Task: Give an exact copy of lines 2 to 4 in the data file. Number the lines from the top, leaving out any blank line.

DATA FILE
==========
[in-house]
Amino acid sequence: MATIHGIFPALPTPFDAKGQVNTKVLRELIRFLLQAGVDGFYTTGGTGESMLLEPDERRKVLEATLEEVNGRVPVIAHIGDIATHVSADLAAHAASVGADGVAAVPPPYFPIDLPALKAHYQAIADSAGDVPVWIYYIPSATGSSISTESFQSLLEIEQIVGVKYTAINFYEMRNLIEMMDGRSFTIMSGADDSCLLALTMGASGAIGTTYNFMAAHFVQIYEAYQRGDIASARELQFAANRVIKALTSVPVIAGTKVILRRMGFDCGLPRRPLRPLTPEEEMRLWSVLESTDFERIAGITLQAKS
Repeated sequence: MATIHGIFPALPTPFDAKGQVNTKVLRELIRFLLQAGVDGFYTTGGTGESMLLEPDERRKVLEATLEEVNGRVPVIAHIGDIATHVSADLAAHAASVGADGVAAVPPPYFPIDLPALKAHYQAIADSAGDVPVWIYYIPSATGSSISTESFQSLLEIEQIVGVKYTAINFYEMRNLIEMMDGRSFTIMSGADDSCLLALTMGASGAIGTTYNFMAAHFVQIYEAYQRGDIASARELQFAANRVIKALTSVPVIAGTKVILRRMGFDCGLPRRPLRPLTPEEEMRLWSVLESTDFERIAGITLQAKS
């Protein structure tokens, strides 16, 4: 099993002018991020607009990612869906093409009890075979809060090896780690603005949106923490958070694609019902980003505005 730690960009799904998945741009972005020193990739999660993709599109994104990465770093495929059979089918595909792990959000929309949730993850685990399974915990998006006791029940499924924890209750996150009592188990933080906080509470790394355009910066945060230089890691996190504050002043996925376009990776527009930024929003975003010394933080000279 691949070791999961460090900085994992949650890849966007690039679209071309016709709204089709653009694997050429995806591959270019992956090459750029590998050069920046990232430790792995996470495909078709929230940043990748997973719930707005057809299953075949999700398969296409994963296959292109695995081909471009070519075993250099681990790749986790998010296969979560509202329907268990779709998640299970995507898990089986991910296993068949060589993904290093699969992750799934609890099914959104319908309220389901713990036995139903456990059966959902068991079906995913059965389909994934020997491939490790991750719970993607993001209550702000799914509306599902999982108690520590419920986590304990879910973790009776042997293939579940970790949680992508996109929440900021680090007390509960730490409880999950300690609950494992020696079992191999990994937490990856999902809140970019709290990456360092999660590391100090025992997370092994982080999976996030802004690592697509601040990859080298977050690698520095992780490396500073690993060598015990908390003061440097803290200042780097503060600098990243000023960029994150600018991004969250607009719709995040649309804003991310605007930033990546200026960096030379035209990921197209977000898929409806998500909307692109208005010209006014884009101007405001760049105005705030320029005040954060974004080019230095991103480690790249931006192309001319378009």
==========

Amino acid sequence: MATIHGIFPALPTPFDAKGQVNTKVLRELIRFLLQAGVDGFYTTGGTGESMLLEPDERRKVLEATLEEVNGRVPVIAHIGDIATHVSADLAAHAASVGADGVAAVPPPYFPIDLPALKAHYQAIADSAGDVPVWIYYIPSATGSSISTESFQSLLEIEQIVGVKYTAINFYEMRNLIEMMDGRSFTIMSGADDSCLLALTMGASGAIGTTYNFMAAHFVQIYEAYQRGDIASARELQFAANRVIKALTSVPVIAGTKVILRRMGFDCGLPRRPLRPLTPEEEMRLWSVLESTDFERIAGITLQAKS
Repeated sequence: MATIHGIFPALPTPFDAKGQVNTKVLRELIRFLLQAGVDGFYTTGGTGESMLLEPDERRKVLEATLEEVNGRVPVIAHIGDIATHVSADLAAHAASVGADGVAAVPPPYFPIDLPALKAHYQAIADSAGDVPVWIYYIPSATGSSISTESFQSLLEIEQIVGVKYTAINFYEMRNLIEMMDGRSFTIMSGADDSCLLALTMGASGAIGTTYNFMAAHFVQIYEAYQRGDIASARELQFAANRVIKALTSVPVIAGTKVILRRMGFDCGLPRRPLRPLTPEEEMRLWSVLESTDFERIAGITLQAKS
């Protein structure tokens, strides 16, 4: 099993002018991020607009990612869906093409009890075979809060090896780690603005949106923490958070694609019902980003505005 730690960009799904998945741009972005020193990739999660993709599109994104990465770093495929059979089918595909792990959000929309949730993850685990399974915990998006006791029940499924924890209750996150009592188990933080906080509470790394355009910066945060230089890691996190504050002043996925376009990776527009930024929003975003010394933080000279 691949070791999961460090900085994992949650890849966007690039679209071309016709709204089709653009694997050429995806591959270019992956090459750029590998050069920046990232430790792995996470495909078709929230940043990748997973719930707005057809299953075949999700398969296409994963296959292109695995081909471009070519075993250099681990790749986790998010296969979560509202329907268990779709998640299970995507898990089986991910296993068949060589993904290093699969992750799934609890099914959104319908309220389901713990036995139903456990059966959902068991079906995913059965389909994934020997491939490790991750719970993607993001209550702000799914509306599902999982108690520590419920986590304990879910973790009776042997293939579940970790949680992508996109929440900021680090007390509960730490409880999950300690609950494992020696079992191999990994937490990856999902809140970019709290990456360092999660590391100090025992997370092994982080999976996030802004690592697509601040990859080298977050690698520095992780490396500073690993060598015990908390003061440097803290200042780097503060600098990243000023960029994150600018991004969250607009719709995040649309804003991310605007930033990546200026960096030379035209990921197209977000898929409806998500909307692109208005010209006014884009101007405001760049105005705030320029005040954060974004080019230095991103480690790249931006192309001319378009």